CLEVES (Ger. Cleve or Kleve), a town of Germany in the kingdom of Prussia, formerly the capital of the duchy of its own name, 46 m. N.W. of Düsseldorf, 12 m. E. of Nijmwegen, on the main Cologne-Amsterdam railway. Pop. (1900) 14,678. The town is neatly built in the Dutch style, lying on three small hills in a fertile district near the frontier of Holland, about 2 m. from the Rhine, with which it is connected by a canal (the Spoykanal). The old castle of Schwanenburg (formerly the residence of the dukes of Cleves), has a massive tower (Schwanenturm) 180 ft. high. With it is associated the legend of the "Knights of the Swan," immortalized in Wagner's Lohengrin. The building has been restored in modern times to serve as a court of justice and a prison. The collegiate church (Stiftskirche) dates from about 1340, and contains a number of fine ducal monuments. Another church is the Annexkirche, formerly a convent of the Minorites; this dates from the middle of the 15th century. The chief manufactures are boots and shoes, tobacco and machinery; there is also some trade in cattle. To the south and west of the city a large district is laid out as a park, where there is a statue to the memory of John Maurice of Nassau-Siegen (1604-1679), who governed Cleves from 1650 to 1679, and in the western part there are mineral wells with a pump room and bathing establishment. Owing to the beautiful woods which surround it and its medicinal waters Cleves has become a favourite summer resort.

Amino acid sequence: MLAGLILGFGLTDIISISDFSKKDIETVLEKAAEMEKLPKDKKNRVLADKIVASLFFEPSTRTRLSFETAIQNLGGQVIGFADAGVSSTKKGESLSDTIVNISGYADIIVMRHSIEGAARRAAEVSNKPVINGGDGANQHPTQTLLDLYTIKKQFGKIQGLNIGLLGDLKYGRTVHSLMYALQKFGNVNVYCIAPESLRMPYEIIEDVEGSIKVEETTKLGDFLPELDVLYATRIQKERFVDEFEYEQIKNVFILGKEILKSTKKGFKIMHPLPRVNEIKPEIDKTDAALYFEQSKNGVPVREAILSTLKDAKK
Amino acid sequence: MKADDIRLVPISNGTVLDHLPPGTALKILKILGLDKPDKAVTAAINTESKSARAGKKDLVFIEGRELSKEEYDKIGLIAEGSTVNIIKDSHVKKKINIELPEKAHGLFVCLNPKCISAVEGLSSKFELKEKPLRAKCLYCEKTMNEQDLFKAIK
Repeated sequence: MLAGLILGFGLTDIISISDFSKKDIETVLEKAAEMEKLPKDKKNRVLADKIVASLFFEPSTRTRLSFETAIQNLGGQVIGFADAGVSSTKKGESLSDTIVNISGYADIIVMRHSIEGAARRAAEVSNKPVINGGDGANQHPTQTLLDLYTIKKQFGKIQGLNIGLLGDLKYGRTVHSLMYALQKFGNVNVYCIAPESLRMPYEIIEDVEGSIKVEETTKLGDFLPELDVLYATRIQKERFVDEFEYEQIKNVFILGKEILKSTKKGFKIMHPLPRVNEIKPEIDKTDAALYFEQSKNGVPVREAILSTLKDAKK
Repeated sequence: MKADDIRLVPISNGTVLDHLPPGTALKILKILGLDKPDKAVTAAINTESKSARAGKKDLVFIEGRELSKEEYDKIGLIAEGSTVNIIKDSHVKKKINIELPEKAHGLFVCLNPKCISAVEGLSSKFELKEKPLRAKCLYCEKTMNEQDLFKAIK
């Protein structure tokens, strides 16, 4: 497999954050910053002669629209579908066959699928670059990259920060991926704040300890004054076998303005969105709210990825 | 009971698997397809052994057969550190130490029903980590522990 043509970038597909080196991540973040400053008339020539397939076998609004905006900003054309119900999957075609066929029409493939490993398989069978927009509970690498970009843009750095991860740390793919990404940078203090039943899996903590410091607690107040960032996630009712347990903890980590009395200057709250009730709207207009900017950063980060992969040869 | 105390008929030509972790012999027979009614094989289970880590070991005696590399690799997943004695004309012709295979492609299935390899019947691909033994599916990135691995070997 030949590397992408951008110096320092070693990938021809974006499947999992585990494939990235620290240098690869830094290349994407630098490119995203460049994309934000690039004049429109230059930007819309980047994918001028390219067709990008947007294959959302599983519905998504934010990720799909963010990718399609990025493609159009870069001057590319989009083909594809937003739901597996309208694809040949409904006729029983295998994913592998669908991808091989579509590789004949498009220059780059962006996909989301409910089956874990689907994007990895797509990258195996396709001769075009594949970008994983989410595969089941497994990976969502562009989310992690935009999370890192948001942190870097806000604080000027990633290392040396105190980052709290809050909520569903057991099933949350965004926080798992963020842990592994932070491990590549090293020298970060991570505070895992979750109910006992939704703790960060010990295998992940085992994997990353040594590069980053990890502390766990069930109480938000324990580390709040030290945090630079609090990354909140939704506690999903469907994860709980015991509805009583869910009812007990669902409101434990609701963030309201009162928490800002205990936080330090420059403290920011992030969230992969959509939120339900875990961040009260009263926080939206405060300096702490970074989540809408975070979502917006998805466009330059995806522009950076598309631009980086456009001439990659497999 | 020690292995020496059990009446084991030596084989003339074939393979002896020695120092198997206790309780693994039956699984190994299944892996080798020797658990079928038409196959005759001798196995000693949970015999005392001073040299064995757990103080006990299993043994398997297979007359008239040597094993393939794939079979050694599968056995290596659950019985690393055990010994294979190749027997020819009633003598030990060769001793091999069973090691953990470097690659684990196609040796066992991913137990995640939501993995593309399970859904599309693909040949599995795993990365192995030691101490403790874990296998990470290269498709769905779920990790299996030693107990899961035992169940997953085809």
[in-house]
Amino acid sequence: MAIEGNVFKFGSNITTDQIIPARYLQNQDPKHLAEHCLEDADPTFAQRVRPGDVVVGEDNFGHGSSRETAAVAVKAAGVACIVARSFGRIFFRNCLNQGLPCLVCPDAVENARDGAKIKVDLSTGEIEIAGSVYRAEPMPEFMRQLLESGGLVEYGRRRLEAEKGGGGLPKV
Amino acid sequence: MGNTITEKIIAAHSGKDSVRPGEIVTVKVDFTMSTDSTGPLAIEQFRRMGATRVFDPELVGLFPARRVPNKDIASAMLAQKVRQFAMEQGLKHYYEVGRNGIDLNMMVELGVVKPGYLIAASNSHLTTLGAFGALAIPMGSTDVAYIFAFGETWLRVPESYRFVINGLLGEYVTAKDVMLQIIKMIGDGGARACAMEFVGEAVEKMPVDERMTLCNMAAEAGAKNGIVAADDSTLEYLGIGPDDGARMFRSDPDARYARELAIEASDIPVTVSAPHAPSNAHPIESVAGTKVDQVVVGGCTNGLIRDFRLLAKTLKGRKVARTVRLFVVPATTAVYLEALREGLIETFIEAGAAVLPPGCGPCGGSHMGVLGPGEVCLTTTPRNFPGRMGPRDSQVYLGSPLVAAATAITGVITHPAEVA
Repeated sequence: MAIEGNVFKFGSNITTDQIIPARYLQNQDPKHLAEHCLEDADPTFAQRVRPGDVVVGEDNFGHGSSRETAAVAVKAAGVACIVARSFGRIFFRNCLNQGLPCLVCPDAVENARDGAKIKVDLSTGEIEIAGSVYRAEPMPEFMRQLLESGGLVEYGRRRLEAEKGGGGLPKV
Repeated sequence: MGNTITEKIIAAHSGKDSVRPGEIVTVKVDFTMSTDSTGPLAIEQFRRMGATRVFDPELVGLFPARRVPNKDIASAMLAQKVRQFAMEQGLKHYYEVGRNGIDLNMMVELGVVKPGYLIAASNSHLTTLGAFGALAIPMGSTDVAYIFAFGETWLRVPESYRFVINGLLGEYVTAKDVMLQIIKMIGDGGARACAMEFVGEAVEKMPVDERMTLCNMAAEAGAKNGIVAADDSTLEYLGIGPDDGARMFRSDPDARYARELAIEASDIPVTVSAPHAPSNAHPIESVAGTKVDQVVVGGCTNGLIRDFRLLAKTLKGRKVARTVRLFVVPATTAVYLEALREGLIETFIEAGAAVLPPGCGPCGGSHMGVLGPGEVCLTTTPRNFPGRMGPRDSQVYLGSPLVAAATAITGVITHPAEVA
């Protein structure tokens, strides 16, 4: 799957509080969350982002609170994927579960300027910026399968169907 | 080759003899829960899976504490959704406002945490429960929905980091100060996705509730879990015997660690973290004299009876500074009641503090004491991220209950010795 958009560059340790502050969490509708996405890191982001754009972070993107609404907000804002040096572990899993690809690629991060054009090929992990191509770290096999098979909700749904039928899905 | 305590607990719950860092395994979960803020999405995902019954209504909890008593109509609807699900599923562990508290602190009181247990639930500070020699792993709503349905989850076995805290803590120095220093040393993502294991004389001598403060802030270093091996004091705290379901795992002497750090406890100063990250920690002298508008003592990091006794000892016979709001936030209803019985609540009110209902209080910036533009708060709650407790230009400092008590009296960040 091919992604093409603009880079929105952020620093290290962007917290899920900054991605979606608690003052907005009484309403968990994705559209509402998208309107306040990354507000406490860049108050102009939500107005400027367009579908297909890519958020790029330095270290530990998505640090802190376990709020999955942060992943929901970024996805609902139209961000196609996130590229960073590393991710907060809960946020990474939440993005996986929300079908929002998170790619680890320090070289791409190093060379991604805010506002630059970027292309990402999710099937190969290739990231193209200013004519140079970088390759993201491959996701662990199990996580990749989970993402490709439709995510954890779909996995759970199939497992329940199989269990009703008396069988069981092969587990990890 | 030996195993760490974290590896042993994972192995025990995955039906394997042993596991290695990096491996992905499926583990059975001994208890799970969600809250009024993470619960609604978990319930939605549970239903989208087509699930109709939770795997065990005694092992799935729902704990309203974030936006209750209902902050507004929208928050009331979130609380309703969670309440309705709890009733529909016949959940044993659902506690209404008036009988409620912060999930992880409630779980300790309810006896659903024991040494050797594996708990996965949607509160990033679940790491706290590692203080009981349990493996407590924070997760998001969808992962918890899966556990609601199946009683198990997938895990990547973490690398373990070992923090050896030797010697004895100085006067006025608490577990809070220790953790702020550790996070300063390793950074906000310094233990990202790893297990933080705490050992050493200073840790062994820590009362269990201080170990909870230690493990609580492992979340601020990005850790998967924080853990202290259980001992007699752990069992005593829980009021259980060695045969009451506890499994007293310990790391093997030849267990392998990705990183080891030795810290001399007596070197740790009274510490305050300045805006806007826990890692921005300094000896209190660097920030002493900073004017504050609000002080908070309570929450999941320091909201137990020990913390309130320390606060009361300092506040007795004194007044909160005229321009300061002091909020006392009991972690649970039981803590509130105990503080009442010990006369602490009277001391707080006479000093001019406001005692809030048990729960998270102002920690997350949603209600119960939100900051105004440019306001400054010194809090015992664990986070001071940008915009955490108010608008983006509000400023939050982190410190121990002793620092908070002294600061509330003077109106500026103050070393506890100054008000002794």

The town was the seat of the counts of Cleves as early as the 11th century, but it did not receive municipal rights until 1242. The duchy of Cleves, which lay on both banks of the Rhine and had an area of about 850 sq. m., belonged before the year 1000 to a certain Rutger, whose family became extinct in 1368. It then passed to the counts of La Marck and was made a duchy in 1417, being united with the neighbouring duchies of Jülich and Berg in 1521. The Reformation was introduced here in 1533, but it was not accepted by all the inhabitants. The death without direct heirs of Duke John William in 1609 led to serious complications in which almost all the states of Europe were concerned; however, by the treaty of Xanten in 1614, Cleves passed to the elector of Brandenburg, being afterwards incorporated with the electorate by the great elector, Frederick William. The French held Cleves from 1757 to 1762 and in 1795 the part of the duchy on the left bank of the Rhine was ceded to France; the remaining portion suffered a similar fate in 1805. After the conclusion of peace in 1815 it was restored to Prussia, except some small portions which were given to the kingdom of Holland.
See Char, Geschichte des Herzogtums Kleve (Cleves, 1845); Velsen, Die Stadt Kleve (Cleves, 1846); R. Scholten, Die Stadt Kleve (Cleves, 1879-1881). For Anne of Cleves see that article.
Note - this article incorporates content from Encyclopaedia Britannica, Eleventh Edition, (1910-1911)